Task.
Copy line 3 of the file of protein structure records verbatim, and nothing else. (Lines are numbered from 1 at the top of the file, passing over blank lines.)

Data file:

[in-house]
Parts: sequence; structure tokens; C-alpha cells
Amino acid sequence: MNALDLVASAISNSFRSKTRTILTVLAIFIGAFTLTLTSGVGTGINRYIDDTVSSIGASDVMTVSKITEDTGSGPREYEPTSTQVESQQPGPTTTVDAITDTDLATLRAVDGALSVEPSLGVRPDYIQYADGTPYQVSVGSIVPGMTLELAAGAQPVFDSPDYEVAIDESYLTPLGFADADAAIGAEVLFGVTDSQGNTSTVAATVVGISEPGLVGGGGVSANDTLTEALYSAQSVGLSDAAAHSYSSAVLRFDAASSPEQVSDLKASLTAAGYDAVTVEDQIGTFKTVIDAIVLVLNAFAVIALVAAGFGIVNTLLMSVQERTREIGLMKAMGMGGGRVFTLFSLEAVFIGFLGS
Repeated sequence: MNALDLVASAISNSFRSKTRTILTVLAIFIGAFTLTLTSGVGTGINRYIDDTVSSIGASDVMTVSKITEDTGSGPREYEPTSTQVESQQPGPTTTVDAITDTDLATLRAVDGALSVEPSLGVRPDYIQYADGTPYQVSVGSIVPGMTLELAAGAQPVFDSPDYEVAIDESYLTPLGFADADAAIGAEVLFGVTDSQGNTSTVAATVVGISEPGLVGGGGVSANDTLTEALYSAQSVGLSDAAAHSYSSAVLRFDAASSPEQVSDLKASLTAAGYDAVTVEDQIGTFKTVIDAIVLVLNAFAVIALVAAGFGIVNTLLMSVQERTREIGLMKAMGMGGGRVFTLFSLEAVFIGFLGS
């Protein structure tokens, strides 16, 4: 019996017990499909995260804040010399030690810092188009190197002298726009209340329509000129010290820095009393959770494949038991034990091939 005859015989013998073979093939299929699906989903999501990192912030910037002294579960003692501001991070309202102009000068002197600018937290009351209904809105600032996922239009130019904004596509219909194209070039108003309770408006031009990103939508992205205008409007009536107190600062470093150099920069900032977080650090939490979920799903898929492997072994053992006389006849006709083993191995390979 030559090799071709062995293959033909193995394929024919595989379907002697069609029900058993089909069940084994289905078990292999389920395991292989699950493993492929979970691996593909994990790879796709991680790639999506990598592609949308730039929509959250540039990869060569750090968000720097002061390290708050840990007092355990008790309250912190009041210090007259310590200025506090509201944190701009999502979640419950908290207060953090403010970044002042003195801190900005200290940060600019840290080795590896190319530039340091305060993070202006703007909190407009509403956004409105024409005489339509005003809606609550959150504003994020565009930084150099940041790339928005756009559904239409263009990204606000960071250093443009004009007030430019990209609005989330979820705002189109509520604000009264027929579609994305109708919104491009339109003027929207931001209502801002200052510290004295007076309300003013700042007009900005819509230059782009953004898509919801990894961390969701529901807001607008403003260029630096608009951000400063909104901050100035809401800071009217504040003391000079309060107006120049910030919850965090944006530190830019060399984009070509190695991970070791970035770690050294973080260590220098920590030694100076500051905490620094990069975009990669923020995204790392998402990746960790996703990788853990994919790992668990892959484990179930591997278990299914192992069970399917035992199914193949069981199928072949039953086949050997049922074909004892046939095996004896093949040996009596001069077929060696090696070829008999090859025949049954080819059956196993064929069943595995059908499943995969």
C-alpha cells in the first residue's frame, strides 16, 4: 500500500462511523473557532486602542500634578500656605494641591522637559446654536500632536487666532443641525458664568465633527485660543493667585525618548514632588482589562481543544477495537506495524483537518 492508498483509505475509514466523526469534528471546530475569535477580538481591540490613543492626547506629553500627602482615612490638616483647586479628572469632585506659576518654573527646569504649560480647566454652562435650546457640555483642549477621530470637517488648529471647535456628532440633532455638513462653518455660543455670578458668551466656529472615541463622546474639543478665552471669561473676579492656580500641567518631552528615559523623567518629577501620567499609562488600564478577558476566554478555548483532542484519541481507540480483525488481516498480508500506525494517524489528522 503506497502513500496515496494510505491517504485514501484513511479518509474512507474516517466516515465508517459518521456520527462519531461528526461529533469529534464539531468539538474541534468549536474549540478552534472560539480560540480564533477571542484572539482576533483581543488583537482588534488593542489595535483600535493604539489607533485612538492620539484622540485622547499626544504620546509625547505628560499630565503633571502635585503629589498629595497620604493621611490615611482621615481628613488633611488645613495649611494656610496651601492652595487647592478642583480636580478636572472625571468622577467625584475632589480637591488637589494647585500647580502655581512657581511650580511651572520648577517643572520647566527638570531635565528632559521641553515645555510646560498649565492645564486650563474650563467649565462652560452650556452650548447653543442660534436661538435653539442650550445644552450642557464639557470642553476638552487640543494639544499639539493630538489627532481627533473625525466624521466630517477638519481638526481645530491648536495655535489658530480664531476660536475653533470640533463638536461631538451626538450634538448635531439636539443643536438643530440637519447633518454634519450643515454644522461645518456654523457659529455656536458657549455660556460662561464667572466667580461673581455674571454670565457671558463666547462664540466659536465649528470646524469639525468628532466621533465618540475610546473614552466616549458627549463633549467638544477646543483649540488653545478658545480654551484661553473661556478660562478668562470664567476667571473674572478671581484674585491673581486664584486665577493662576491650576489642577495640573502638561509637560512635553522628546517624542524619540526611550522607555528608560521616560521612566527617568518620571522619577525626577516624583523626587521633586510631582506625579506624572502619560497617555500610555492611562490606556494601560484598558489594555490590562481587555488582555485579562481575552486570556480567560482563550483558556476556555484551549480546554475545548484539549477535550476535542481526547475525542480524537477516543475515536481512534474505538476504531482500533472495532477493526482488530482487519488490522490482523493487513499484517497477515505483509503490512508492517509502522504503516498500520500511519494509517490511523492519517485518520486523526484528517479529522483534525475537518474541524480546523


Amino acid sequence: MNALDLVASAISNSFRSKTRTILTVLAIFIGAFTLTLTSGVGTGINRYIDDTVSSIGASDVMTVSKITEDTGSGPREYEPTSTQVESQQPGPTTTVDAITDTDLATLRAVDGALSVEPSLGVRPDYIQYADGTPYQVSVGSIVPGMTLELAAGAQPVFDSPDYEVAIDESYLTPLGFADADAAIGAEVLFGVTDSQGNTSTVAATVVGISEPGLVGGGGVSANDTLTEALYSAQSVGLSDAAAHSYSSAVLRFDAASSPEQVSDLKASLTAAGYDAVTVEDQIGTFKTVIDAIVLVLNAFAVIALVAAGFGIVNTLLMSVQERTREIGLMKAMGMGGGRVFTLFSLEAVFIGFLGS